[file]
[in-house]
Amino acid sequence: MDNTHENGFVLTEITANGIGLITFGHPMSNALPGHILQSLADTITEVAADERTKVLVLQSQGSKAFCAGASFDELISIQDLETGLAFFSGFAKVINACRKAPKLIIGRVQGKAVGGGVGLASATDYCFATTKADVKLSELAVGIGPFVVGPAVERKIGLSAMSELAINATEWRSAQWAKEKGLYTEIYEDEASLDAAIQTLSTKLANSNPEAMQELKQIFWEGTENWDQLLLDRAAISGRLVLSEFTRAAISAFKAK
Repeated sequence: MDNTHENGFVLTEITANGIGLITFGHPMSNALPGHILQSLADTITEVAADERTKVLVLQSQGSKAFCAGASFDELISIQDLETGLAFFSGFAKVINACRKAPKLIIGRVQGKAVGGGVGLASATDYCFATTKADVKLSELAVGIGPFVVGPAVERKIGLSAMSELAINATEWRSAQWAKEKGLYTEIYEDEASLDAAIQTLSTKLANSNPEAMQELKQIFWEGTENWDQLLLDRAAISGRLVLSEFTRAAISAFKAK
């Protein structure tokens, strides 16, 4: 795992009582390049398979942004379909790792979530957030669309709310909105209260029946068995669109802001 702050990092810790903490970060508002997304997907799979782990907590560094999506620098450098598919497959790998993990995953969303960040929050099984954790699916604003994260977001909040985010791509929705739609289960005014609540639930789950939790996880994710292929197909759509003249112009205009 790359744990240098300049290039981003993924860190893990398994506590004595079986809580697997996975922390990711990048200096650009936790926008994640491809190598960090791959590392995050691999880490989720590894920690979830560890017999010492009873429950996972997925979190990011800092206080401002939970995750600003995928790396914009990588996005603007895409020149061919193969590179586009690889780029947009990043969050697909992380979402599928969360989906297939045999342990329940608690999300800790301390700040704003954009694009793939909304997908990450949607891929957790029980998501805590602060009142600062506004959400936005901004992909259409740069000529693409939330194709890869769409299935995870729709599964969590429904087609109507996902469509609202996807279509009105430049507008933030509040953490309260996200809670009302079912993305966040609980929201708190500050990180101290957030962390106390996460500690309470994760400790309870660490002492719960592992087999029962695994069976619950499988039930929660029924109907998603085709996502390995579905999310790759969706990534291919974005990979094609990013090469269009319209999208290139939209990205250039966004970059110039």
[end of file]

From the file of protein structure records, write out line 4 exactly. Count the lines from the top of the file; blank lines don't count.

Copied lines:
């Protein structure tokens, strides 16, 4: 795992009582390049398979942004379909790792979530957030669309709310909105209260029946068995669109802001 702050990092810790903490970060508002997304997907799979782990907590560094999506620098450098598919497959790998993990995953969303960040929050099984954790699916604003994260977001909040985010791509929705739609289960005014609540639930789950939790996880994710292929197909759509003249112009205009 790359744990240098300049290039981003993924860190893990398994506590004595079986809580697997996975922390990711990048200096650009936790926008994640491809190598960090791959590392995050691999880490989720590894920690979830560890017999010492009873429950996972997925979190990011800092206080401002939970995750600003995928790396914009990588996005603007895409020149061919193969590179586009690889780029947009990043969050697909992380979402599928969360989906297939045999342990329940608690999300800790301390700040704003954009694009793939909304997908990450949607891929957790029980998501805590602060009142600062506004959400936005901004992909259409740069000529693409939330194709890869769409299935995870729709599964969590429904087609109507996902469509609202996807279509009105430049507008933030509040953490309260996200809670009302079912993305966040609980929201708190500050990180101290957030962390106390996460500690309470994760400790309870660490002492719960592992087999029962695994069976619950499988039930929660029924109907998603085709996502390995579905999310790759969706990534291919974005990979094609990013090469269009319209999208290139939209990205250039966004970059110039």